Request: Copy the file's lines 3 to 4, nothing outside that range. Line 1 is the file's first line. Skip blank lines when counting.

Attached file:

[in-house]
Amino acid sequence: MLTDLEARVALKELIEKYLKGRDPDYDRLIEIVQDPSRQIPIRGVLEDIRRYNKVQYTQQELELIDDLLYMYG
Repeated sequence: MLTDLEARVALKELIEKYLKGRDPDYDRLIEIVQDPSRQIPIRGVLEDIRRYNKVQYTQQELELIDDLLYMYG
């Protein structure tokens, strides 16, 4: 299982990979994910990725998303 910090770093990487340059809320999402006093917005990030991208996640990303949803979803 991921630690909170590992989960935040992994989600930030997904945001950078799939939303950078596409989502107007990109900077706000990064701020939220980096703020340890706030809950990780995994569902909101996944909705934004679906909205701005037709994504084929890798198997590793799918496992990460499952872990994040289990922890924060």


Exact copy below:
Repeated sequence: MLTDLEARVALKELIEKYLKGRDPDYDRLIEIVQDPSRQIPIRGVLEDIRRYNKVQYTQQELELIDDLLYMYG
């Protein structure tokens, strides 16, 4: 299982990979994910990725998303 910090770093990487340059809320999402006093917005990030991208996640990303949803979803 991921630690909170590992989960935040992994989600930030997904945001950078799939939303950078596409989502107007990109900077706000990064701020939220980096703020340890706030809950990780995994569902909101996944909705934004679906909205701005037709994504084929890798198997590793799918496992990460499952872990994040289990922890924060």